What inspires us to write: inspiration from grief

As you know my book, A HUMAN ELEMENT, is being published in March 2012 by Echelon Press.

I wish my mom were still alive to be a part of that. But here’s the thing. If she were alive I would not have finished writing a book. I would not be getting published. I wouldn’t be here right now doing this if it weren’t for my mom.

She died from cancer 2 years ago. This strong and vibrant woman. I watched her become a shadow. And then I watched her go. I took care of her in the final moments. Then she slipped away. And I knew I had to make my dream come true. Write my first book. And then another. I had wanted to do it for years.

My mom loved to read to grandson, Joshua. Wish she could read my books now.

My mom’s life was gone. Mine half over. But mine was still here to conquer. She was always my #1 champion. I had to now my be champion.

She was my mom. My safety net. My battle of wills. She defined who I am and who I hope to be.  She was the world’s greatest character, the shining light to so many. And she’ll now be the model for a character in my newest novel.

So, I guess you could say I wrote from grief. It healed me. It comforted me. It made me feel like I was doing something for my mom.

The author, Michael Kimball, wrote his novel US from this sort place. How true his words are in this article and here.  “There is a lot of love in grief”. That is true and comforting, isn’t it?

Another author who wrote from grief is Ann Hood. She lost her will to read and write after her 5 year old daughter died suddenly from virulent strep. She eventually took up knitting to comfort her. From her healing grew the tale The Knitting Circle about a woman who loses her 5 year old daughter to meningitis and how knitting comforted her during a time of terrible anguish.

Maybe someday I’ll write about those last few days and moments with my mom. But it’s still too close for me just yet.

Me and my mom. She was the best (and afraid of water!)

So I wrote for my mom first. It was my way of talking to her then. To heal. To accomplish something I told her I always would. Now I have and I can write for me. My first book maybe the one that sits in a drawer. Don’t we all have one sitting in a drawer? Someday I’ll come back to it. Maybe. But that book led to another. And now another. And now a 4th one I am starting. All in 2 years. What a long way I have come.

So, thanks Mom. For bringing me to what I always wanted to do in my life. Write books.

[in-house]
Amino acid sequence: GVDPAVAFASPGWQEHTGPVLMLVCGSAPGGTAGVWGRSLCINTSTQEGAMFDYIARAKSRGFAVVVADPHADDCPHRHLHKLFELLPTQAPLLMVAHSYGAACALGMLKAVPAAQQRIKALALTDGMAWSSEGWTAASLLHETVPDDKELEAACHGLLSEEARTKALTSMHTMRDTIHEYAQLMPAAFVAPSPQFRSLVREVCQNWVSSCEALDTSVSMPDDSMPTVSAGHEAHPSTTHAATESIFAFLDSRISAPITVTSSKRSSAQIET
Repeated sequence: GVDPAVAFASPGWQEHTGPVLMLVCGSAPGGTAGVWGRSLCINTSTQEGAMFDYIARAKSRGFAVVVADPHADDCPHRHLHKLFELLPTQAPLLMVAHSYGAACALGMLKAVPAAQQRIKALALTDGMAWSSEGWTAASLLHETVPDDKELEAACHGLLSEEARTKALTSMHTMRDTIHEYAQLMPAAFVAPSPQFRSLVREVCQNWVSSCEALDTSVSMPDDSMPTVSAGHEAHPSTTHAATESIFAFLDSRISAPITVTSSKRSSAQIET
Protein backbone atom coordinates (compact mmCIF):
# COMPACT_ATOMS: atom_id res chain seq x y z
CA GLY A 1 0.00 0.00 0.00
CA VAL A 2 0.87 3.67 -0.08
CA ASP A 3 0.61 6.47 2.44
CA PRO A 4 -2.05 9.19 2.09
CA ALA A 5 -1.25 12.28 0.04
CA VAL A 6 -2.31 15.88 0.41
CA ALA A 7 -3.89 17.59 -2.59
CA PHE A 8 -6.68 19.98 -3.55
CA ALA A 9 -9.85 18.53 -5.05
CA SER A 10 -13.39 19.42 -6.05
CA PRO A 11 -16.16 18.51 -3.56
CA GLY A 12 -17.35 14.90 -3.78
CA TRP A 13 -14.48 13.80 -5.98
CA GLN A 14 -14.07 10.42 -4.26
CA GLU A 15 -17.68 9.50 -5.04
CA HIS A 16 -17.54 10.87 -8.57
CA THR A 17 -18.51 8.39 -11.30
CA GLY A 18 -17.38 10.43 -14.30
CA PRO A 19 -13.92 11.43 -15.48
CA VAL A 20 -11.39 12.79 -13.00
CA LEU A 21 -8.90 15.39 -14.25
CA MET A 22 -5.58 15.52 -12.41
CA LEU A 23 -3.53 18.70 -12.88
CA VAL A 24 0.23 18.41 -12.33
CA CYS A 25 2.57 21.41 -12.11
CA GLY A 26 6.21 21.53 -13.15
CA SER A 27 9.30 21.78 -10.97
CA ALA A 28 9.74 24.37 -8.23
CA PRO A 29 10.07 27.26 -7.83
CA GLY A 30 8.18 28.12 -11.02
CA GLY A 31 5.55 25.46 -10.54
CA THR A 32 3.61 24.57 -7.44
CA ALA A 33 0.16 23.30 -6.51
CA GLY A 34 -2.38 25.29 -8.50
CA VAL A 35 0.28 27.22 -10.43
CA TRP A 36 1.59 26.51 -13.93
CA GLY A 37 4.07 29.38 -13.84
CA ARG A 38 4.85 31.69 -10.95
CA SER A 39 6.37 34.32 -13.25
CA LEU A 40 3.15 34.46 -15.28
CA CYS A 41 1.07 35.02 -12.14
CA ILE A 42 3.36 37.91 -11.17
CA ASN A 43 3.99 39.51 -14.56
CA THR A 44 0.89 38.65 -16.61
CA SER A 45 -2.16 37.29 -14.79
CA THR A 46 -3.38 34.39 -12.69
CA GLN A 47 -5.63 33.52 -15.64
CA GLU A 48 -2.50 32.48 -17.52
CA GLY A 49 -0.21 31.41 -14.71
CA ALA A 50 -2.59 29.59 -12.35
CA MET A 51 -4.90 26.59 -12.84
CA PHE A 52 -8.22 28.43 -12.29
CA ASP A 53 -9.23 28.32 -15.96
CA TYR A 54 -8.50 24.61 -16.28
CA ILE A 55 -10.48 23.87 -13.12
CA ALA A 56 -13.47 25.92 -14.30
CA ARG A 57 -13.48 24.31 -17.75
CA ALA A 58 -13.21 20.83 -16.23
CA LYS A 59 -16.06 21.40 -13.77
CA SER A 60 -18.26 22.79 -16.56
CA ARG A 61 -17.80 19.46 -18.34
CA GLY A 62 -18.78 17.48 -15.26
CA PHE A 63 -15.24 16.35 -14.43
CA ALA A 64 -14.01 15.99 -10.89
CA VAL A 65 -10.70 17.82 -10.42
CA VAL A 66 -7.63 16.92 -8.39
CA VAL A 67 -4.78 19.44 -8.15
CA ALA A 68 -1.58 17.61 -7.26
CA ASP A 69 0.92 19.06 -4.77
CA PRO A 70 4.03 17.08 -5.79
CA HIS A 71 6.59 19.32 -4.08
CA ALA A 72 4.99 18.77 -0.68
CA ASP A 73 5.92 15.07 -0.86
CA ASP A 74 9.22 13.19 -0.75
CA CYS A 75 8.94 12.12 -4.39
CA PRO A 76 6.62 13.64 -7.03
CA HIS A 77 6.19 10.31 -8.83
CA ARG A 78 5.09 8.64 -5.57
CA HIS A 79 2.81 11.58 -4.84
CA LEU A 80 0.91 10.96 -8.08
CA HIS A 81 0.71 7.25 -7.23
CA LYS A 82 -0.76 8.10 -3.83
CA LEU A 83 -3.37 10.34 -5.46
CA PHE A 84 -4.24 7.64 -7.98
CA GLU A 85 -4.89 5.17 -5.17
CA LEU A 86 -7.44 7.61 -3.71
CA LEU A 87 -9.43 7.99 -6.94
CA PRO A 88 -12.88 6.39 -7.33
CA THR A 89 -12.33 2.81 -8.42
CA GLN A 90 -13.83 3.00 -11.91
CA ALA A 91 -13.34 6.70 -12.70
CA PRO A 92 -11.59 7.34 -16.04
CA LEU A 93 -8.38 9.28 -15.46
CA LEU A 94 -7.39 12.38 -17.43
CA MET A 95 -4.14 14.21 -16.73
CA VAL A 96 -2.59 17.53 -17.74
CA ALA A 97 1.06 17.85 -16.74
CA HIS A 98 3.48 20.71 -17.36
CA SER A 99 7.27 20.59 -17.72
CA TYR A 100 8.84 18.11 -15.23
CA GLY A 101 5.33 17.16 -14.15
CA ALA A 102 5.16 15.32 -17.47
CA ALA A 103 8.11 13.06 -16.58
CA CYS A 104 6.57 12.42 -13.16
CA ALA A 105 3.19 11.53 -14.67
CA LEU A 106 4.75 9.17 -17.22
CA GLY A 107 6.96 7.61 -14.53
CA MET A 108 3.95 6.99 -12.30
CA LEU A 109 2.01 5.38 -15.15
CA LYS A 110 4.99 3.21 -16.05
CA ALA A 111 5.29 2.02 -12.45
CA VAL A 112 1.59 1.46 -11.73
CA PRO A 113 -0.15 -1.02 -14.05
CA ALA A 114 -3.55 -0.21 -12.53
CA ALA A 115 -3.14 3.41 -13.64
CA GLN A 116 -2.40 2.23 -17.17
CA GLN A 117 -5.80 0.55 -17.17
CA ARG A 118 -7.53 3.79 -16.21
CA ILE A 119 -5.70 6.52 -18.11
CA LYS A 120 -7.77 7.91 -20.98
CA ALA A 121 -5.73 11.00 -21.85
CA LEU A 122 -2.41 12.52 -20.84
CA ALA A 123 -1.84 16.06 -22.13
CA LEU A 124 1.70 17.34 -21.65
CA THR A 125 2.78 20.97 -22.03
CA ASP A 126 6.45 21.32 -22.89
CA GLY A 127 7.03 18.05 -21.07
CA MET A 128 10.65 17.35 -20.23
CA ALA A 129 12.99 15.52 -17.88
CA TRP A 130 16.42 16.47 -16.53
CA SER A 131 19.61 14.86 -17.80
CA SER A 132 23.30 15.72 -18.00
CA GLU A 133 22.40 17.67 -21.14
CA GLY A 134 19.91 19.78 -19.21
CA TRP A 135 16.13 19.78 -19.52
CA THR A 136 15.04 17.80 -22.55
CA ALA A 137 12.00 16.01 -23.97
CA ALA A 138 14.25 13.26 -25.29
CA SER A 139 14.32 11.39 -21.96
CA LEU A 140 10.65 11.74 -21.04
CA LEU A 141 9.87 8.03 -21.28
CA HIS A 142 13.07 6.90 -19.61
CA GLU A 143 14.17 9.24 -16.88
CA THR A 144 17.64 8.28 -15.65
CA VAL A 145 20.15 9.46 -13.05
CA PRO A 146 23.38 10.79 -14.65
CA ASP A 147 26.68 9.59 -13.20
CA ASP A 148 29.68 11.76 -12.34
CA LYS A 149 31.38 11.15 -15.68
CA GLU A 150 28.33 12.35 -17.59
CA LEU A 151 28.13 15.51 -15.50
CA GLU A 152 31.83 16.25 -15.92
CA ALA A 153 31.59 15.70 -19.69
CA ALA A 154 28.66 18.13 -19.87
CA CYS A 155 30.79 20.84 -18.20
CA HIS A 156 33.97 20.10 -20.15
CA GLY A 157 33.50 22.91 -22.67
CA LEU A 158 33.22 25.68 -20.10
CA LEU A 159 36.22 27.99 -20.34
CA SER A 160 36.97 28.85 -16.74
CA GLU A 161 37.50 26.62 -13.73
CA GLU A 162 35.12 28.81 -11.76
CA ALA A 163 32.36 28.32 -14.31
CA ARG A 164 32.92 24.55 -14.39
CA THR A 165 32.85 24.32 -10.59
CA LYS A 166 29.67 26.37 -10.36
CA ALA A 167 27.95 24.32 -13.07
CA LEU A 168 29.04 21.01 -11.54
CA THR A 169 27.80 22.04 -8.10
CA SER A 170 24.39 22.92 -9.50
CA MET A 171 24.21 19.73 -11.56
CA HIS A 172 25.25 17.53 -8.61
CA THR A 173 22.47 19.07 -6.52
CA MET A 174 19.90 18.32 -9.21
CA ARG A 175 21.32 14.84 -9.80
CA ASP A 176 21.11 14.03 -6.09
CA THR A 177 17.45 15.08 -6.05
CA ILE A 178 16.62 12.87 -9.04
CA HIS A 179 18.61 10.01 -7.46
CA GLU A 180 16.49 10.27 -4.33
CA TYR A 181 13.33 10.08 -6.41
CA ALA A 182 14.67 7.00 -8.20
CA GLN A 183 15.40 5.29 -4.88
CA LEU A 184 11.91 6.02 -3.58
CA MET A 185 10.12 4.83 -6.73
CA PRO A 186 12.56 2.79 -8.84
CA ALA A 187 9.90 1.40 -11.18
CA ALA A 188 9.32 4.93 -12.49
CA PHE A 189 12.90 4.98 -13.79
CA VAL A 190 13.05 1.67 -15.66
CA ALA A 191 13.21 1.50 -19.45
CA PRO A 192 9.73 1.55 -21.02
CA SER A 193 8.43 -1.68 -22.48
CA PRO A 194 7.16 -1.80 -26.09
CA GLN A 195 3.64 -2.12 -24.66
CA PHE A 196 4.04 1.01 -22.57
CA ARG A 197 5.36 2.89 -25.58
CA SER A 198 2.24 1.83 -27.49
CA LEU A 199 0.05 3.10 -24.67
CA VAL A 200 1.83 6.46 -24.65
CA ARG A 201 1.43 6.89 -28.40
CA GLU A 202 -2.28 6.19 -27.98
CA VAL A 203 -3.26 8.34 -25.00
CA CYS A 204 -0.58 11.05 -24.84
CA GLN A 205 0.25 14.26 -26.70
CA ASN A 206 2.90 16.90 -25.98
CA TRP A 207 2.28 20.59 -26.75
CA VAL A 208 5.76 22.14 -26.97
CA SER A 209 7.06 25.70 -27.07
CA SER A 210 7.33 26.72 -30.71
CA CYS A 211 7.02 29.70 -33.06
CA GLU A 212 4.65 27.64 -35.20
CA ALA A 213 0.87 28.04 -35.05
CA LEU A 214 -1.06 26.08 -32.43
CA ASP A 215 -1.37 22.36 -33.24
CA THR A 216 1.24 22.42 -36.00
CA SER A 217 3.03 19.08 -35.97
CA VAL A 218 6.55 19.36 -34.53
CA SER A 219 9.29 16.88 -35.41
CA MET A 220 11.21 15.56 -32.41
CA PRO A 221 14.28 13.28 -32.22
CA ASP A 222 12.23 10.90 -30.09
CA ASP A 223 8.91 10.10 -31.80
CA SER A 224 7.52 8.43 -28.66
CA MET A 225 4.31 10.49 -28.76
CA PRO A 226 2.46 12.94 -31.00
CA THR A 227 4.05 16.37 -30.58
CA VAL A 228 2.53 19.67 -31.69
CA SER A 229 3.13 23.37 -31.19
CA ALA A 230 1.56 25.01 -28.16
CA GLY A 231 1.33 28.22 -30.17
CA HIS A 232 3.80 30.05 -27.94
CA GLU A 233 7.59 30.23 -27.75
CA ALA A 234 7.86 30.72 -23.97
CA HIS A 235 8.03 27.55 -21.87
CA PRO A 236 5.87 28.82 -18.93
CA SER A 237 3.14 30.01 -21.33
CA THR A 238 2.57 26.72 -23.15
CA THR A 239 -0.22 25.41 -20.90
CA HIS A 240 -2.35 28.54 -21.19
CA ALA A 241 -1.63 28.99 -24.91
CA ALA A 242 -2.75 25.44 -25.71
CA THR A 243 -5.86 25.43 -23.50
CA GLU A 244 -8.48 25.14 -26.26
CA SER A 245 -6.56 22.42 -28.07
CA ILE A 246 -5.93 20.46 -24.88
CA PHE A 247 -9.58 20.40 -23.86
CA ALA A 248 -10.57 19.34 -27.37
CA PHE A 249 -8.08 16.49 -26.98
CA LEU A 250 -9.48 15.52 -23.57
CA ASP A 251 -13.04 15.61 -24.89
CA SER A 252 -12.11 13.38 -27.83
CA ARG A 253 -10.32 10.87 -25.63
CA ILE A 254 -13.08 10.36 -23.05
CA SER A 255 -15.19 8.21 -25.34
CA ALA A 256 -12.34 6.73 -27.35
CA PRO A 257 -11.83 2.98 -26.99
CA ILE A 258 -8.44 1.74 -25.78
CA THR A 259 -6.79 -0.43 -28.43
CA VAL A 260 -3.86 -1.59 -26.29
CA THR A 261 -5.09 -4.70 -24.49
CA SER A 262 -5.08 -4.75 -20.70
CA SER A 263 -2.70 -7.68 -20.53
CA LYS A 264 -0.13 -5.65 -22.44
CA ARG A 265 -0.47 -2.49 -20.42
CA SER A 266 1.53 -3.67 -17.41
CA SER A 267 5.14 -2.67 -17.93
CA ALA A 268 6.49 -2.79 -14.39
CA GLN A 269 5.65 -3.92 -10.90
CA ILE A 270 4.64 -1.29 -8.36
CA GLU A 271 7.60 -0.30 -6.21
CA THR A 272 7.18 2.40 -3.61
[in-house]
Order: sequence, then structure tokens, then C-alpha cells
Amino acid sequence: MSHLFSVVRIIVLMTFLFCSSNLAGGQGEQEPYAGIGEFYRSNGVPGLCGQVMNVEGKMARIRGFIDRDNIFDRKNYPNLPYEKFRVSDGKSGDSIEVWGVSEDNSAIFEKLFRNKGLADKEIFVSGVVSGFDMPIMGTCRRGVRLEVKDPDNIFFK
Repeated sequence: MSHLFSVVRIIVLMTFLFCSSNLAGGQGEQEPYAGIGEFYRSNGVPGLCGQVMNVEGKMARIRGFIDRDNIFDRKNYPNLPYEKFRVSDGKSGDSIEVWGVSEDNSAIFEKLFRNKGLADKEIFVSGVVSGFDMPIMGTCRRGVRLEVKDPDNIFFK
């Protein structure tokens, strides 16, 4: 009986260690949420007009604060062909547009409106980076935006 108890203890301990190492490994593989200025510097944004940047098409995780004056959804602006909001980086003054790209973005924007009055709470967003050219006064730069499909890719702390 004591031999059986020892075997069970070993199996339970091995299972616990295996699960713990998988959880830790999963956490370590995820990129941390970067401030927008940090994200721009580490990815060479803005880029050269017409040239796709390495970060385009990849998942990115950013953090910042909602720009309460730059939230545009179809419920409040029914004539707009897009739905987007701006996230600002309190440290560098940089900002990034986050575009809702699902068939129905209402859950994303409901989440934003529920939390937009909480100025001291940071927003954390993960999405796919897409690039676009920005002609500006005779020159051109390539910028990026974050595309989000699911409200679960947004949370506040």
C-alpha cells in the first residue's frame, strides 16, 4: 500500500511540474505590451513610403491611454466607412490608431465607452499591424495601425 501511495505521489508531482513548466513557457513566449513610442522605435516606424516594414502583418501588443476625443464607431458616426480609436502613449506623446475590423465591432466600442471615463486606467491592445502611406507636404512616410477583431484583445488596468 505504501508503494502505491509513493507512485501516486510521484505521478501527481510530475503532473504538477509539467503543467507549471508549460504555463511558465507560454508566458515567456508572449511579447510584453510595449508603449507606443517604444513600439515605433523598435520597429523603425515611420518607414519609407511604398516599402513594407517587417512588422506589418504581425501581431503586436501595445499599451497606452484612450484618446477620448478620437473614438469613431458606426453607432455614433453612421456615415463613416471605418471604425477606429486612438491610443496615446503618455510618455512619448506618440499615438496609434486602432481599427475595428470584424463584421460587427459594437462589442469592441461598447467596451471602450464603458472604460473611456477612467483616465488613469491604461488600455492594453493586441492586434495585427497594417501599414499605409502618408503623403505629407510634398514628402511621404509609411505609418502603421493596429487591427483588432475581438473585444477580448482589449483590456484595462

I know I am not the only story like this.

What drove you to sit down and write that first book? Was it a special person or an event? What keeps driving you?

I found some answers here by other authors on what inspires them to write. Is one of these yours?

How did you finally write your first The End? Tell me here.

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4 Comments

Filed under Inspirational

4 responses to “What inspires us to write: inspiration from grief

  1. First, I am sorry you lost your mom.

    As for the inspiration for writing, I have been writing THE END since grade school, inspired by nothing more than my own interest. In high school, I met my best friend, Donna Hanson, who was also a passionate writer. We fed each other’s inspiration, reveling in the synergy. After she died at age 32, my writing process was shattered and I had to figure out a new one (if you’re interested in details, I blogged about it here http://wp.me/pZ1r9-o).

    Losing Donna did inspire me, though, as losing your mom did you. I was determined to carry our dream forward, to make it work. Even more than that, I took a short story she had wanted to turn into a novel and ran with it. That novel, The Egyptian Enigma, is in final polish edits before I start querying. (more on that book at http://www.pgkhanson.com)

    My master’s thesis was also about her (she died in my last year of that program). It was a short story based on the last 2 weeks of her life. I needed to write it.

    Now I write for myself, but also a little bit for her, because I know she would have been as overjoyed if I got published as if she had. It hasn’t happened yet for me, but I keep trying!

    • Kerry, thanks for the caring response. I can only imagine how difficult that was to lose your best friend at such a young age. And how that devastated you personally and in your writing. It must have been so hard to get back into it. I will check out your posts too you link here. What a healing process it must have been to write about her last 2 weeks of life. I think about those last 2 weeks with my mom, and am still overwhelmed – but blessed at the gift I had in that too. You are a wonderful writer and will be published! Thanks for sharing and see you in class! -Donna

  2. I love the way you describe the shifting mantle of responsibility: “I now had to be my own champion.” You were lucky to have her as a role model for that championing thing–it can be hard to figure out, and is the transition that so many fail to make. AND I LOVE THIS PHOTO! How amazing.

    Of course I find inspiration in all of life’s setbacks and challenges–thus my blog, http://HealingThroughWriting.blogspot.com. Without the conflict, there is no story, right?

    • Kathryn, thanks for your kind words. Your Healing Through Writing blog is inspirational for us all! And yes, conflict is what drives the painful changes, that can make us stronger and more independent on ourselves for our own happiness.

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